New Bill ‘won’t devalue’ traditional marital families

Children and Family Relationship Bill will ensure children are treated equally - Shatter

Alan Shatter said ‘huge gaps and anomalies’ existed in our current legal system for children growing up in families with lone parents, cohabiting couples and civil partnerships. Photograph: Frank Miller /	The Irish Times

Alan Shatter said ‘huge gaps and anomalies’ existed in our current legal system for children growing up in families with lone parents, cohabiting couples and civil partnerships. Photograph: Frank Miller / The Irish Times

Thu, Apr 10, 2014, 20:53

A draft Bill to provide a legal architecture to a wide range of family structures will not “downgrade or devalue” the traditional marital family but ensure all children are treated equally, the Minister for Justice has said.

“We cannot afford to regain outmoded legislation which treats some children less favourably than others,” Alan Shatter said at a seminar at which he outlined proposals contained in the Children and Family Relationship Bill.

Mr Shatter said “huge gaps and anomalies” existed in our current legal system for children growing up in families with lone parents, cohabiting couples and civil partnerships, and in cases where children were born following surrogacy and assisted human reproduction.

Mr Shatter set out the “broad range” of proposals covered under the draft Bill including those which, if enacted, would mean:

- civil partners could jointly adopt children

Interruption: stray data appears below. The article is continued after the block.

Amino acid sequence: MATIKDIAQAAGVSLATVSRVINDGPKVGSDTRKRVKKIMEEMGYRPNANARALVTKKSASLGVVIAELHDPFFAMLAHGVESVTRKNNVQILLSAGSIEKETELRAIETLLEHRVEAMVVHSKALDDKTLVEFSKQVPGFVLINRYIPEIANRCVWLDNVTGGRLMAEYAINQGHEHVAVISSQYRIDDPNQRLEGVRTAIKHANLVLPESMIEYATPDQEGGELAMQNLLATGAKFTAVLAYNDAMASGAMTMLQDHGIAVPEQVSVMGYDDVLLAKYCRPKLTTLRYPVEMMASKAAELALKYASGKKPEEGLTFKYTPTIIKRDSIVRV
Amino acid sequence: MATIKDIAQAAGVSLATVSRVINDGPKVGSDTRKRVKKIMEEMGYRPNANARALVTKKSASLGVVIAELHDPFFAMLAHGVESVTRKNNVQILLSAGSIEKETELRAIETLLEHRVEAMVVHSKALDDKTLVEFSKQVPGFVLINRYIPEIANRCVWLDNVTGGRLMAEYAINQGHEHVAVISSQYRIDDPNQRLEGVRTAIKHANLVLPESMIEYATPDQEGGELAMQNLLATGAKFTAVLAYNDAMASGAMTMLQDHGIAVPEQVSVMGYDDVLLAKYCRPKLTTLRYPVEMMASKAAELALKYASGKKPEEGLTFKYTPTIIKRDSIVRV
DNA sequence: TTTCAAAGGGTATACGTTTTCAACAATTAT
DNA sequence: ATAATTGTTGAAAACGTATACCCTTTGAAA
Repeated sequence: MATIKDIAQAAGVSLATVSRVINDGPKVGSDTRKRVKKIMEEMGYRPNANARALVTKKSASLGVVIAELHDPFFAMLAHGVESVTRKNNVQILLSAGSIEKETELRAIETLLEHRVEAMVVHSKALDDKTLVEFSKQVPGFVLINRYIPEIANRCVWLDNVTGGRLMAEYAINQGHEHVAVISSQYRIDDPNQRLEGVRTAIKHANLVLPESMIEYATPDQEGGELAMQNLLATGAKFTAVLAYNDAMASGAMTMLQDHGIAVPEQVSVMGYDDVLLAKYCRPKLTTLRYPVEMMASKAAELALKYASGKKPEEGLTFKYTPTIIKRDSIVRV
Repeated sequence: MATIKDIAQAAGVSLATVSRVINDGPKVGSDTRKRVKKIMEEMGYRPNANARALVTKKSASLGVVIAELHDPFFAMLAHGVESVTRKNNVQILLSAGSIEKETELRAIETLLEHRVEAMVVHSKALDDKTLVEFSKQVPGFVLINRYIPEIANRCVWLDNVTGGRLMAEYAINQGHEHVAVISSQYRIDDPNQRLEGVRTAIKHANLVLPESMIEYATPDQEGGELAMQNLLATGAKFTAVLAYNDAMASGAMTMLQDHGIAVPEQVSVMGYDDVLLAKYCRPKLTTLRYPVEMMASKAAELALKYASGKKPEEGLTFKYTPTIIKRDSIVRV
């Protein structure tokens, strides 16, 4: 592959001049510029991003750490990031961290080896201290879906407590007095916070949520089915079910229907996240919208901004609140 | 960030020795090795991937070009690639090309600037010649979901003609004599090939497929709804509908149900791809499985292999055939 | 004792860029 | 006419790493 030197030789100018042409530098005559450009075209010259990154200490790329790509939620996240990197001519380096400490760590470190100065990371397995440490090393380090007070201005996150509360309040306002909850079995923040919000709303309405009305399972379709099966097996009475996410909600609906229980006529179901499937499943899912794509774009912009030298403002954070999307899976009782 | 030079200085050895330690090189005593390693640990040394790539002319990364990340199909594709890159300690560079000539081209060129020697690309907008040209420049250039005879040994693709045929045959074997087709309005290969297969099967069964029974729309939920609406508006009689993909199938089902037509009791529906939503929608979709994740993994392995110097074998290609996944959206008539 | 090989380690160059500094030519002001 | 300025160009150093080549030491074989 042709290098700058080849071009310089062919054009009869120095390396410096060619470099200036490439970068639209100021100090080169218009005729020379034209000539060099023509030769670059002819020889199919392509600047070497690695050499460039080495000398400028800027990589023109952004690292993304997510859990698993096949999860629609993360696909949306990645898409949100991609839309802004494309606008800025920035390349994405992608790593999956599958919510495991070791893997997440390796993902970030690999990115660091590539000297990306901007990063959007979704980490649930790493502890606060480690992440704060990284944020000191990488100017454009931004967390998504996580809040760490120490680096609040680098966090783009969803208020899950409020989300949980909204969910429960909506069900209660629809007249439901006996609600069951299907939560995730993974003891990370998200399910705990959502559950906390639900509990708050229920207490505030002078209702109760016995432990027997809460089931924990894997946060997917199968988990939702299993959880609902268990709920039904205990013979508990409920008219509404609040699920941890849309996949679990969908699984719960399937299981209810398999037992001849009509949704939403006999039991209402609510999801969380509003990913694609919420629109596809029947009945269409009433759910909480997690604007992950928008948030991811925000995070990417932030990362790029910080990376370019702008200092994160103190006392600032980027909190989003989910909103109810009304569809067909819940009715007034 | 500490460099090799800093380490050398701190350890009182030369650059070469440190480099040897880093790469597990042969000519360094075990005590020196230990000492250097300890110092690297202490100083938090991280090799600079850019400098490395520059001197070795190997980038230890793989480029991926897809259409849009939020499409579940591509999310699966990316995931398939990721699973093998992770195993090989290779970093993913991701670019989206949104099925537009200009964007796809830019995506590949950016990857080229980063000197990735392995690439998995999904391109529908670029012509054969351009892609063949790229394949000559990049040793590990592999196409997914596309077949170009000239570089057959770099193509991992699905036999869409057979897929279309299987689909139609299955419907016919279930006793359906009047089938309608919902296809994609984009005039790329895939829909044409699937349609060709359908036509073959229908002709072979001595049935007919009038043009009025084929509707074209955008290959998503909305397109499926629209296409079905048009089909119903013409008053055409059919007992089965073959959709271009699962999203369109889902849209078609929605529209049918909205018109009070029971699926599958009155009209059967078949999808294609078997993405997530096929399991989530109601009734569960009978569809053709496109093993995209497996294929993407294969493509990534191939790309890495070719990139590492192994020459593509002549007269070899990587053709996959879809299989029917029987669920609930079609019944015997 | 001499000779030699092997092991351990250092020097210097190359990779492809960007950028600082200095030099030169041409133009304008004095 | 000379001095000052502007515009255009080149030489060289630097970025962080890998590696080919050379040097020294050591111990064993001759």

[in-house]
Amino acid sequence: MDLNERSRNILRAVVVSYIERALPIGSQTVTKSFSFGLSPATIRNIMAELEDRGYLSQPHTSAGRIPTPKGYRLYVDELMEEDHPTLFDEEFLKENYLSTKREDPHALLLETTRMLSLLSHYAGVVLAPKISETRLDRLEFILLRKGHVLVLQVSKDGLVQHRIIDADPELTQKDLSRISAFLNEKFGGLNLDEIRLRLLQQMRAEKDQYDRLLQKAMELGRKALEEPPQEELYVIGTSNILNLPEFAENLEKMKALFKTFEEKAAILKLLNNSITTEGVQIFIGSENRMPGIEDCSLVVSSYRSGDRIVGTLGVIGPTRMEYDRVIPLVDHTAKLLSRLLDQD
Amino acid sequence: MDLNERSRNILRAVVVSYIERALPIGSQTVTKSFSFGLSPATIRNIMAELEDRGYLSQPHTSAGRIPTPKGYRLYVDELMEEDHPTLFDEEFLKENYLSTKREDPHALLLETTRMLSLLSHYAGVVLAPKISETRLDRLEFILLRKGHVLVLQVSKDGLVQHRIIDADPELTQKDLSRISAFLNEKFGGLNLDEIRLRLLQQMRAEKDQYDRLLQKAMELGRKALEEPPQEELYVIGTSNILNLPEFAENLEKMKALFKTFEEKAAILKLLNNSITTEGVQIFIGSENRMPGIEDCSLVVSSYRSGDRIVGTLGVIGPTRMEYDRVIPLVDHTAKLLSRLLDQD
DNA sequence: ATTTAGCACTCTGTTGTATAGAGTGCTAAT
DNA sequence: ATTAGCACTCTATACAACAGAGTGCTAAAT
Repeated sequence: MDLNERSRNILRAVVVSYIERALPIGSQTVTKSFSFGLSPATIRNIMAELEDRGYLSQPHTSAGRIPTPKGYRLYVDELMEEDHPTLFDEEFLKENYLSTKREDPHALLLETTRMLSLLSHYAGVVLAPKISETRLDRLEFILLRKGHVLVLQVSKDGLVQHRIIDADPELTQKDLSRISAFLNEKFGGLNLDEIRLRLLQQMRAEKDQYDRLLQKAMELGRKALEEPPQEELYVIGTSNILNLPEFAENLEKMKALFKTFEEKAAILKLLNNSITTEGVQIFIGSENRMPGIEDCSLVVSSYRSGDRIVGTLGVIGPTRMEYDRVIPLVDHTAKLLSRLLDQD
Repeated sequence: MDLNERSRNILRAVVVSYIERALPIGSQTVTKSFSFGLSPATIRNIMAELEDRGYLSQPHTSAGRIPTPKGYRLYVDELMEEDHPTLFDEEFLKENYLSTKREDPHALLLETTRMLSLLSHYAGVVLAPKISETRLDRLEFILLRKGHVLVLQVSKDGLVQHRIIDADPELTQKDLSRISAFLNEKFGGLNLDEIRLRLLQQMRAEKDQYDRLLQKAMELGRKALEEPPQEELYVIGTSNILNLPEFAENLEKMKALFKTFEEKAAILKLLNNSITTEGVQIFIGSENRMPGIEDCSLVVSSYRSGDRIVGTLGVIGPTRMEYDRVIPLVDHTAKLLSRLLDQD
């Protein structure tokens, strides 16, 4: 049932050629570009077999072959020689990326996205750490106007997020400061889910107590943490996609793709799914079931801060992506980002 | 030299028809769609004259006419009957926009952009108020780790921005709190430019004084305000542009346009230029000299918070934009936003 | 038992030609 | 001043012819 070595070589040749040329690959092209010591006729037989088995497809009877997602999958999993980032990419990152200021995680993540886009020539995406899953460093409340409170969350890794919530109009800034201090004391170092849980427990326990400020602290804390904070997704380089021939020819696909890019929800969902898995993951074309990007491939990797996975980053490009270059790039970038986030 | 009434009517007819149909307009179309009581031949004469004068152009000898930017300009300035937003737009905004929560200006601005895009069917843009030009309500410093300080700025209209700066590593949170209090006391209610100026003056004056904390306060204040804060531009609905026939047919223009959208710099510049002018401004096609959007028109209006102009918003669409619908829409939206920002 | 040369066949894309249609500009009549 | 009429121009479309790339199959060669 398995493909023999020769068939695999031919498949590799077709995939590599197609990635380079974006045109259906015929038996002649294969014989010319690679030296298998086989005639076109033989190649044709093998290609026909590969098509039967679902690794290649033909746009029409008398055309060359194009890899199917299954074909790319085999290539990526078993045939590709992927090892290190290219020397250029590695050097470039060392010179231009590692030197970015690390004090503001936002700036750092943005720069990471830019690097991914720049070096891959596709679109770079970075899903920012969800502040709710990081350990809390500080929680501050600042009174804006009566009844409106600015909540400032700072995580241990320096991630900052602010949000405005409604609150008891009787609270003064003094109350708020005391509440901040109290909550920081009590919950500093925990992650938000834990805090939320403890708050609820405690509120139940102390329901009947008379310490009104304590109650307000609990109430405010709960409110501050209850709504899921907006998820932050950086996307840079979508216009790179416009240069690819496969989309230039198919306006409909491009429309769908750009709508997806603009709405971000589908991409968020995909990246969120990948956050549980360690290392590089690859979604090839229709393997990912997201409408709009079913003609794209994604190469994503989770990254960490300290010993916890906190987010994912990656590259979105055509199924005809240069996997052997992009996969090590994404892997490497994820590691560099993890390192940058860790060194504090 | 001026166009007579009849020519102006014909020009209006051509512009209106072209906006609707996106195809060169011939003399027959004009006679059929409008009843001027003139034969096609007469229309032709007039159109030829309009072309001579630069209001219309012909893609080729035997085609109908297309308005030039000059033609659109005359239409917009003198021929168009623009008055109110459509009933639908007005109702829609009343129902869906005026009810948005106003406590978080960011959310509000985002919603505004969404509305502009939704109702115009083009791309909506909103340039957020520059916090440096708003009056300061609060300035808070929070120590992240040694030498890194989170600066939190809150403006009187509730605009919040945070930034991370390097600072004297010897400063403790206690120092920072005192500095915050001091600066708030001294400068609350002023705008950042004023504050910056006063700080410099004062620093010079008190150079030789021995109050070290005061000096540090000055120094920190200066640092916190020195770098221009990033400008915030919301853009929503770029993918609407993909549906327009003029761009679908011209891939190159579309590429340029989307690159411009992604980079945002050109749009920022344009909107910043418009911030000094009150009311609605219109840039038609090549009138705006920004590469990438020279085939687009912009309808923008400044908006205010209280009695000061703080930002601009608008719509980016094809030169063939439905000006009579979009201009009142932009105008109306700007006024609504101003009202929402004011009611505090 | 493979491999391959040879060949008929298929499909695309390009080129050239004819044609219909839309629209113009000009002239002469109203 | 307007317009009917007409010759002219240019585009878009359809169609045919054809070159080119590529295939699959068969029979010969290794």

- the step parent, civil partner or cohabitant partner of a child’s parent could be liable for maintenance following a family break-up

- an unmarried father would be entitled to automatic guardianship of his child in situations where he has cohabited with the mother for 12 months before the child’s birth or, where cohabitation has ended, no later than 10 months before the child is born

- in cases of surrogacy the birth mother would be considered the mother of the child and her consent would be required for the transfer of her parental responsibilities to the commissioning parent (one of who must be genetically linked to the child)

- while “altruistic” surrogacy would be permitted, commercial surrogacy would be prohibited

- a parent could appoint a “substitute guardian” in cases of temporary or permanent incapacitation

Welcoming the draft Bill, chief executive of the Children’s Rights Alliance Tanya Ward said Irish law had “not moved with the times” as regards the wide range of family forms that now exist, pointing out that the 2011 census revealed that over a third of Irish children were born outside married families.

She said that, if enacted, the proposed legislation would provide mechanisms to address the day-to-day issues faced by, for example, step parents who cannot currently give medical consent or consent for school trips, and would also give legal clarity around access and maintenance in the case of family breakdowns.

However she said a gap existed around identity rights of children in cases of of assisted reproduction and surrogacy:

“We are concerned at the moment that the Bill doesn’t allow for right to identity of a child,” she said adding that this included “knowing who your parents are” even if that person was a sperm or egg donor which “would mean prohibiting anonymous donation”.

Former Supreme Court judge Catherine McGuinness, who chaired the seminar, described the draft legislation as a “radical new Bill” which would reflect the family as it “really exists in Ireland”.

Dr Geoffrey Shannon, the Government’s special rapporteur on child protection, said the Bill was a “very solid piece of legislation” and one which was “truly historic”.

He said that, up to now the law had “treated as invisible and discriminated against children who live in many new family forms”.

However, he suggested a number of changes to the Bill including that reconsideration be given to a proposal which would require a child over the age to 12 to consent to guardianship which, he said, might impose a burden.

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